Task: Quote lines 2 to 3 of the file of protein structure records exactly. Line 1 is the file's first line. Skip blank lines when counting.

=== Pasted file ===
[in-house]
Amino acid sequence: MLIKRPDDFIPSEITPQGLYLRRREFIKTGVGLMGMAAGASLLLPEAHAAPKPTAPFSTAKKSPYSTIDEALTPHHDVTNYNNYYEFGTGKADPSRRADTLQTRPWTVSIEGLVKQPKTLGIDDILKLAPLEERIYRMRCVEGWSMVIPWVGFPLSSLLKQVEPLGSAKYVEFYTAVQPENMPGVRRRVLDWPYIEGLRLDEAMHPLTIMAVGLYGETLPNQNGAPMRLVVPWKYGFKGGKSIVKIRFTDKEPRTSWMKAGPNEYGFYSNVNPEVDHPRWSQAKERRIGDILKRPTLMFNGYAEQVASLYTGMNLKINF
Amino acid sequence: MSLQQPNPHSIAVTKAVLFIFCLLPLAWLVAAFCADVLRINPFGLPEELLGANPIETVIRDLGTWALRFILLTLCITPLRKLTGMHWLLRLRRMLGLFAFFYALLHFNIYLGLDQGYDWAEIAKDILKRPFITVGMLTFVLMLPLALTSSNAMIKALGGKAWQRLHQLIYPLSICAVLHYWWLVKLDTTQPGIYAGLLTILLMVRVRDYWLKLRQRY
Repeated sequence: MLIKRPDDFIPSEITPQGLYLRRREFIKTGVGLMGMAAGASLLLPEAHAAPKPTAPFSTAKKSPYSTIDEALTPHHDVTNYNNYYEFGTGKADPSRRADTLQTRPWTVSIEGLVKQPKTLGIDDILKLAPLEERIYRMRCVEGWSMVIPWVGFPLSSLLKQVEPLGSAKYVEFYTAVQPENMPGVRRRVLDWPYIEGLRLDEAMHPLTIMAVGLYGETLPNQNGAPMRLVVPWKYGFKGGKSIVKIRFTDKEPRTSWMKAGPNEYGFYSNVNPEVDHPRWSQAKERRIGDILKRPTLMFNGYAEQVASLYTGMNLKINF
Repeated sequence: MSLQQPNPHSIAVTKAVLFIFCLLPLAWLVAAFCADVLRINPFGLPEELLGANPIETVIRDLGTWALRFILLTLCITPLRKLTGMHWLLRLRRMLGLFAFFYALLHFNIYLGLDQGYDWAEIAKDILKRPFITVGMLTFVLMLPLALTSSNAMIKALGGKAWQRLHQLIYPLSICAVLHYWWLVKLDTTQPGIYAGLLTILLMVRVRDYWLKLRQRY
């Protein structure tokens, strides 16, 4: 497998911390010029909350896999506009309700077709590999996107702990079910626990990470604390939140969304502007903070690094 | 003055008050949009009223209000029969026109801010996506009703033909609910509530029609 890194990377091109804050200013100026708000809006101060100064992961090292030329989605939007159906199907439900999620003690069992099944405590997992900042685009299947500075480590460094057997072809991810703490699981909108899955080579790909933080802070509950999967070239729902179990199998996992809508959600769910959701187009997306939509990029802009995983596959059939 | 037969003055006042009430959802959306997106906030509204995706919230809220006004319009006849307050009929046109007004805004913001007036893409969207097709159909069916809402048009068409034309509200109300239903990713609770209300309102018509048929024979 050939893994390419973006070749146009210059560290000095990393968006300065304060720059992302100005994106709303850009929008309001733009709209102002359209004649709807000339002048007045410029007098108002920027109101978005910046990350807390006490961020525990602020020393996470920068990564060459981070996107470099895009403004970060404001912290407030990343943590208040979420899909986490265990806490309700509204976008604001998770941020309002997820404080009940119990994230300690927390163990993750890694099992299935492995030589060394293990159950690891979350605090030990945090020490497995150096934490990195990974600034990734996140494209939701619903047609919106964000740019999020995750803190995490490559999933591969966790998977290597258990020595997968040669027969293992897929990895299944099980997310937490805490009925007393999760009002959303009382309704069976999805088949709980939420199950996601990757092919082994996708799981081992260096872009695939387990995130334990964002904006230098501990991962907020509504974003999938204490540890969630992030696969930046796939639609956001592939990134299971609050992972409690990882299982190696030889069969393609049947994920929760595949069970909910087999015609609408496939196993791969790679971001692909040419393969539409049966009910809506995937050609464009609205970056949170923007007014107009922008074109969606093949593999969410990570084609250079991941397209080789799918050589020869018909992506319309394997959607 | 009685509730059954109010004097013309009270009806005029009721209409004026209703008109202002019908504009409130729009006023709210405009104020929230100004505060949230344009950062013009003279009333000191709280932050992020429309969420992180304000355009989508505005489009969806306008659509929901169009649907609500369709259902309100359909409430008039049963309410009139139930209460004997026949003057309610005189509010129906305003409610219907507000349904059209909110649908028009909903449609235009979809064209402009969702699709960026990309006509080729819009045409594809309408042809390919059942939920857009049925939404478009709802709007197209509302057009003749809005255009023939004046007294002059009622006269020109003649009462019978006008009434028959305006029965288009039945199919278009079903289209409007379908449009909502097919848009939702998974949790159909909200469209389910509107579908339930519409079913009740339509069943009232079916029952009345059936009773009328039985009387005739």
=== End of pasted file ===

Amino acid sequence: MLIKRPDDFIPSEITPQGLYLRRREFIKTGVGLMGMAAGASLLLPEAHAAPKPTAPFSTAKKSPYSTIDEALTPHHDVTNYNNYYEFGTGKADPSRRADTLQTRPWTVSIEGLVKQPKTLGIDDILKLAPLEERIYRMRCVEGWSMVIPWVGFPLSSLLKQVEPLGSAKYVEFYTAVQPENMPGVRRRVLDWPYIEGLRLDEAMHPLTIMAVGLYGETLPNQNGAPMRLVVPWKYGFKGGKSIVKIRFTDKEPRTSWMKAGPNEYGFYSNVNPEVDHPRWSQAKERRIGDILKRPTLMFNGYAEQVASLYTGMNLKINF
Amino acid sequence: MSLQQPNPHSIAVTKAVLFIFCLLPLAWLVAAFCADVLRINPFGLPEELLGANPIETVIRDLGTWALRFILLTLCITPLRKLTGMHWLLRLRRMLGLFAFFYALLHFNIYLGLDQGYDWAEIAKDILKRPFITVGMLTFVLMLPLALTSSNAMIKALGGKAWQRLHQLIYPLSICAVLHYWWLVKLDTTQPGIYAGLLTILLMVRVRDYWLKLRQRY